IRI Intelligence Briefing

News and Developments Affecting the Workplace

Volume Number & Date: 
Vol. 5 No. 2 - May 2013

Are Mandatory Staffing Ratios Coming to Illinois?

Legislation to impose mandatory nurse-to- patient staffing ratios, long championed by unions affiliated with National Nurses United (NNU), is gathering strength on Capitol Hill and in statehouses across the country, including in Springfield. Illinois is one of 11 states and the District of Columbia to consider new ratio legislation since February 2012.

The NNU is running an extensive campaign to promote mandatory ratios in Illinois, spotlighting the issue in a Chicago town hall meeting on May 6 and building a base of support on its Facebook page. (see events/371415356296551). NNU represents nurses at the University of Chicago Medical Center and Jackson Park Hospital.

Nurses at NNU Protest

The union’s efforts in Illinois are part of its broader national strategy following the passage of the country’s only mandatory staffing ratio law 14 years ago in California. NNU is the driving force behind the current pressure to impose mandatory ratios on nursing units. Despite opposition from the American Nurses Association – a leading nursing professional trade association – the NNU has identified ratios as a top legislative priority, with support from labor-funded advocacy groups like the Patient Advocacy Coalition for Ratios.

Mandated staffing ratios are a contentious issue that NNU has successfully leveraged to place nurses and hospital leaders on seemingly opposite sides of safe patient care. Many question the value and effectiveness of a one-size-fits-all approach directed by lawmakers rather than leaving staffing decisions in the hands of clinical managers and nurses. Evaluating the efficacy of California’s staffing legislation has been complicated by mixed results from numerous studies. Currently, there is no consensus on the issue; several studies have drawn differing conclusions about the impact of California’s mandated ratios on patient outcomes.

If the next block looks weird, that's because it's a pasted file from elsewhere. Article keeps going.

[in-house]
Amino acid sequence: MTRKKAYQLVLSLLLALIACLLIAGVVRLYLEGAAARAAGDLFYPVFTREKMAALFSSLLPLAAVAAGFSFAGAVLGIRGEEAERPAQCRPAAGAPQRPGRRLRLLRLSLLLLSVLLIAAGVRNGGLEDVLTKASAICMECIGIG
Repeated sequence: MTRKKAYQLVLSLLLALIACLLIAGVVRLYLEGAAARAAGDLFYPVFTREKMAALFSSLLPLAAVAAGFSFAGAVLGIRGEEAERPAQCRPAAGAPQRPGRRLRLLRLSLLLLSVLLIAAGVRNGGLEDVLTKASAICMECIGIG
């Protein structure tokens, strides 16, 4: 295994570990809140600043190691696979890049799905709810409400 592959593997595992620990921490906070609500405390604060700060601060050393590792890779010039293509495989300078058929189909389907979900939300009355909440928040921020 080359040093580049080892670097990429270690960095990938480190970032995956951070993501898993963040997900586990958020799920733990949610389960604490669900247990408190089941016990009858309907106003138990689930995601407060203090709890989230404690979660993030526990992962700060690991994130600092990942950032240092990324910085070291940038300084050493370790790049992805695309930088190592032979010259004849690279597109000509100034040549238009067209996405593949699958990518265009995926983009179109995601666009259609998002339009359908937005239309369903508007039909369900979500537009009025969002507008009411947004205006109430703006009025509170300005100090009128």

While NNU’s California affiliate has focused on mandatory staffing ratios since its inception, the first few months of this year have seen the most concerted and broad-based effort to place the issue on the political stage since the 1999 passage of California’s ratio law.

One of the union’s most aggressive pushes for ratios is underway in the District of Columbia. NNU, which represents nurses at Washington D.C.’s largest hospital, drafted and is lobbying vigorously for passage of mandatory staffing ratios legislation. The proposed Patient Protection Act offers insight into the union’s tactics to advance its legislative agenda. At the bill’s introduction in D.C.’s City Council, nine of 13 council members co-sponsored the bill.

A citywide campaign, HealDC, has leveraged social media, the D.C. religious community, grassroots networking, door-to-door canvassing, visits on hospital nursing units, and a “patient-safety” survey of nurses to drum up support. The bill is scheduled for a hearing before the City Council’s Health Committee on May 14.

The NNU’s Chicago rally may be the starting point for a similar campaign in Illinois, with other efforts targeting labor-friendly legislatures in Florida, Minnesota, and Pennsylvania – all states with a significant NNU presence.

Status of Nurse Staffing Ratio Regulations

What Illinois-Area Healthcare Employers Should Do 

  • Ensure nurse leaders are aware of the NNU staffing rally in Chicago on May 6 and provide them with the information they need to respond to staff who may ask, “What’s so bad about mandated ratios? More nurses mean better care, right?”
  • Educate nurse leaders about NNU’s legislative and organizing agendas.

Chief nurse executives and others in nursing leadership should talk with nurses about how staffing plans are developed with a focus on patient volume, acuity and flexibility for nurses rather than on rigid mandated ratios that may not meet the unique needs of a patient care unit. Leaders also should engage nurses in conversations about how unions like the NNU use issues such as staffing ratios to recruit members and support the union’s organizing strategy.

Hospital management should work with state hospital associations and legislative affairs to monitor staffing legislation, and help educate lawmakers about their positions regarding staffing ratios.

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